The European Union and Singapore have finalized the details of one of the world’s most comprehensive free trade agreements, a pact the EU sees as a stepping stone towards a wider deal with booming economies in Southeast Asia.
The European Union, the world’s largest trading bloc, hopes the deal will open the door to a deal with other members of the 10-nation Association of Southeast Asian Nations (ASEAN), which has set a goal of economic integration by 2015.
“In the long term we want to have an agreement with all the 600 million ASEAN consumers and with all the countries of ASEAN and beyond, this is the first milestone,” Rupert Schlegelmilch, chief EU negotiator for the pact, said in Singapore where both sides initialed the roughly 1,000-page document.
While still subject to approval in Singapore and by the EU’s 28 member states and the European Parliament, the agreement should enter into force in late 2014 or early 2015.
Friday’s presentation of the full text follows an agreement on terms struck by Karel De Gucht, the EU trade commissioner, and Singapore’s trade and industry minister, Lim Hng Kiang, last December.
Singapore has a population of just 5 million people, but accounts for about a third of all EU-ASEAN trade, more than 60 percent of all investment between the two regions and is host to more than 9,000 European companies.
Trade in goods between the two topped €52 billion [$67.6 billion] in 2012 and €28 billion [$37.86 billion] in services in 2011. Mutual investment has reached €190 billion [$256.88 billion].
Singapore is one of the world’s biggest oil refining centers and the agreement will likely boost the export of petroleum products from Singapore to the EU because it will reduce tariffs, provided the refiners meet certain conditions.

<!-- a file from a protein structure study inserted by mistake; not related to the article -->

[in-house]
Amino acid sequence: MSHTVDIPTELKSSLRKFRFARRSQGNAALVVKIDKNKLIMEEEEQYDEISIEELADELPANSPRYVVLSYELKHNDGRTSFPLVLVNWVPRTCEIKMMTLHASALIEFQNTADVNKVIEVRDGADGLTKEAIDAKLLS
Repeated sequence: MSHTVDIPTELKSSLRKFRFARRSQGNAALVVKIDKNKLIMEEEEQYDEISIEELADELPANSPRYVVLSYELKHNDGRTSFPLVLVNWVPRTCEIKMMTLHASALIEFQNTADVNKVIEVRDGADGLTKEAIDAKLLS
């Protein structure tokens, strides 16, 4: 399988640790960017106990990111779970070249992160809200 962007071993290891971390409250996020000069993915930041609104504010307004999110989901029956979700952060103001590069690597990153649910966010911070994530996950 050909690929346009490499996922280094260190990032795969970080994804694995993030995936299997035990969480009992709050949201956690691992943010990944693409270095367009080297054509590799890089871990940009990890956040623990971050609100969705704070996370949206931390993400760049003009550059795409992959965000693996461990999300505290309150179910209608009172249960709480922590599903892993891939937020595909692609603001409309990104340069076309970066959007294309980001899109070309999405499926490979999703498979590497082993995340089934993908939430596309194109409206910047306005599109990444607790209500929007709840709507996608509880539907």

The major refiners operating in Singapore are Royal Dutch Shell PLC and Exxon Mobil.
The agreement will also make it easier for European banks and insurers operating in Singapore to expand, potentially benefiting the retail businesses of Standard Chartered and HSBC as well as banks with wholesale operations such as Deutsche Bank AG and Barclays PLC.
It will ensure the right to sell directly or establish branches in each other’s markets and promises to provide greater transparency over the award of licenses.
“We made a very determined effort to go as far as we can in liberalizing further what our banks and insurances companies can do, we were quite successful in that respect,” said Schlegelmilch.
The deal goes beyond many other free trade accords in committing to open up public procurement, an area where the EU has many leading suppliers, and agreeing on technical standards in areas such as motor vehicles, electronics and green technologies.
A car made according to EU standards, for example, will be accepted for sale in Singapore.
PARMA HAM AND PORK FLOSS
The European Union also gains better protection of “geographical indications”, region-specific products such as Parma ham or champagne. Singaporean delicacies such as pork floss and fish balls will be allowed to enter the EU tariff-free within an annual quota.
EU tariffs on virtually all items from Singapore will disappear over five years. Singapore has committed to its existing zero tariffs on EU imports.
Singapore is likely to benefit from reduced tariffs for pharmaceutical and petrochemical products.
The EU and ASEAN launched free trade talks in 2007, but abandoned them two years later, the EU choosing instead to conduct bilateral talks with individual members.
The European Commission is already negotiating free trade accords with Malaysia and Vietnam and launched talks with Thailand in March.
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